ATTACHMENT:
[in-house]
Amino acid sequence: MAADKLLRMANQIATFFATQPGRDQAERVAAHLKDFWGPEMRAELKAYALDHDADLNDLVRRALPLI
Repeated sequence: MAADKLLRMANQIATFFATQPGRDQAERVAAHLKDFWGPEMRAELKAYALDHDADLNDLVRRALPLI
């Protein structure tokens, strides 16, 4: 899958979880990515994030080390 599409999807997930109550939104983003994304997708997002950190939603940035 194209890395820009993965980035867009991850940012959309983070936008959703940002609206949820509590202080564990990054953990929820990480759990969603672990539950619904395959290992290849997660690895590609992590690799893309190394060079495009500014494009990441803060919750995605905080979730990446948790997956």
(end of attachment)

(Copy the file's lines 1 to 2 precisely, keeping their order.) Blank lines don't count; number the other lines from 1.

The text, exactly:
[in-house]
Amino acid sequence: MAADKLLRMANQIATFFATQPGRDQAERVAAHLKDFWGPEMRAELKAYALDHDADLNDLVRRALPLI